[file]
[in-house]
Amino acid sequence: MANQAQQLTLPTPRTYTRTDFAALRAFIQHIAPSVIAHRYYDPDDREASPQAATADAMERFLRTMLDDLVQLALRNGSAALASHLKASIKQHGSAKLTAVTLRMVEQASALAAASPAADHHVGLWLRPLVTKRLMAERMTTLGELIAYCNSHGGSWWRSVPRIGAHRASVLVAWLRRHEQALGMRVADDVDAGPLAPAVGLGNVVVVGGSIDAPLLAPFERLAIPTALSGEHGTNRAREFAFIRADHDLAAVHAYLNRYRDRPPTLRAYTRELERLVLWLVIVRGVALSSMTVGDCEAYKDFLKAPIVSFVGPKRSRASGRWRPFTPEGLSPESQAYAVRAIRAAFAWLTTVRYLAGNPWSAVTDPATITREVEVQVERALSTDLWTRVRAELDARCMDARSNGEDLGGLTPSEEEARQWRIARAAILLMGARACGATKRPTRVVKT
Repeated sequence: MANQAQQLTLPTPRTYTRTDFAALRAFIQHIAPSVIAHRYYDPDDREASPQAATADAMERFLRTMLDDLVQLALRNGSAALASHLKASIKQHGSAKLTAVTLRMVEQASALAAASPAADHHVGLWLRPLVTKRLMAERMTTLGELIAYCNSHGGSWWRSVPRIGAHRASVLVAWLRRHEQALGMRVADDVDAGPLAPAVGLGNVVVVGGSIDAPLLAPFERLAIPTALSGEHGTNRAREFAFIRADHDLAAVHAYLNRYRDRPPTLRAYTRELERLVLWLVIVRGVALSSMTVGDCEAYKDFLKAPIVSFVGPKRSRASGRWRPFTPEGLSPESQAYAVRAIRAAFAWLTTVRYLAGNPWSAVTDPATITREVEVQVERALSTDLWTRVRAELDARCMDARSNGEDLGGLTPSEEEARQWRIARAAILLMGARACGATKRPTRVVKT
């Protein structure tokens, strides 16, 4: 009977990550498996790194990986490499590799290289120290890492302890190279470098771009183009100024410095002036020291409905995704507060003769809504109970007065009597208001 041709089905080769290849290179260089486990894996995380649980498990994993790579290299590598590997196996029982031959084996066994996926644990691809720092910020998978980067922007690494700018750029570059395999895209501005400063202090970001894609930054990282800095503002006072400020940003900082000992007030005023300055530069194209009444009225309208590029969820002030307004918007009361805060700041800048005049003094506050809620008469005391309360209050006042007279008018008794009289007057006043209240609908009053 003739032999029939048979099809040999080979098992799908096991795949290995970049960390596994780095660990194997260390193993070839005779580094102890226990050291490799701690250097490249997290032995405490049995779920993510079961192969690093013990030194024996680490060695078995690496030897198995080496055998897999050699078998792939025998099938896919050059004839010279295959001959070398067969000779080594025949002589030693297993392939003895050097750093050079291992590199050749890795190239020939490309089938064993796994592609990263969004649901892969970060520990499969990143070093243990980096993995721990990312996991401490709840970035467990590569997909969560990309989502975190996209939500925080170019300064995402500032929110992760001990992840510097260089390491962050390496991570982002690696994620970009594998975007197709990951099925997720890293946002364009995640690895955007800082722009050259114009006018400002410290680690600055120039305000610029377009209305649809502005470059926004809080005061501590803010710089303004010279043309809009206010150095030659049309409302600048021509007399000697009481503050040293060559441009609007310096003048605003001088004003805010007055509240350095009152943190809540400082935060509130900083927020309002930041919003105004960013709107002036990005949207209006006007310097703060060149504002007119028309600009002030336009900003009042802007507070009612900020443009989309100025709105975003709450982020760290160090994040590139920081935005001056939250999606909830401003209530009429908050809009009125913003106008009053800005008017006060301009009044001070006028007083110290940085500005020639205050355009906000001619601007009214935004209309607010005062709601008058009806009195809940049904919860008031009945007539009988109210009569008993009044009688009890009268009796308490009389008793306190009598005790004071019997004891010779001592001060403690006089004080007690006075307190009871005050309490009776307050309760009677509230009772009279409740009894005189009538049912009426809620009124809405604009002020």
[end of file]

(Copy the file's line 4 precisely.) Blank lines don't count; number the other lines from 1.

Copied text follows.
């Protein structure tokens, strides 16, 4: 009977990550498996790194990986490499590799290289120290890492302890190279470098771009183009100024410095002036020291409905995704507060003769809504109970007065009597208001 041709089905080769290849290179260089486990894996995380649980498990994993790579290299590598590997196996029982031959084996066994996926644990691809720092910020998978980067922007690494700018750029570059395999895209501005400063202090970001894609930054990282800095503002006072400020940003900082000992007030005023300055530069194209009444009225309208590029969820002030307004918007009361805060700041800048005049003094506050809620008469005391309360209050006042007279008018008794009289007057006043209240609908009053 003739032999029939048979099809040999080979098992799908096991795949290995970049960390596994780095660990194997260390193993070839005779580094102890226990050291490799701690250097490249997290032995405490049995779920993510079961192969690093013990030194024996680490060695078995690496030897198995080496055998897999050699078998792939025998099938896919050059004839010279295959001959070398067969000779080594025949002589030693297993392939003895050097750093050079291992590199050749890795190239020939490309089938064993796994592609990263969004649901892969970060520990499969990143070093243990980096993995721990990312996991401490709840970035467990590569997909969560990309989502975190996209939500925080170019300064995402500032929110992760001990992840510097260089390491962050390496991570982002690696994620970009594998975007197709990951099925997720890293946002364009995640690895955007800082722009050259114009006018400002410290680690600055120039305000610029377009209305649809502005470059926004809080005061501590803010710089303004010279043309809009206010150095030659049309409302600048021509007399000697009481503050040293060559441009609007310096003048605003001088004003805010007055509240350095009152943190809540400082935060509130900083927020309002930041919003105004960013709107002036990005949207209006006007310097703060060149504002007119028309600009002030336009900003009042802007507070009612900020443009989309100025709105975003709450982020760290160090994040590139920081935005001056939250999606909830401003209530009429908050809009009125913003106008009053800005008017006060301009009044001070006028007083110290940085500005020639205050355009906000001619601007009214935004209309607010005062709601008058009806009195809940049904919860008031009945007539009988109210009569008993009044009688009890009268009796308490009389008793306190009598005790004071019997004891010779001592001060403690006089004080007690006075307190009871005050309490009776307050309760009677509230009772009279409740009894005189009538049912009426809620009124809405604009002020």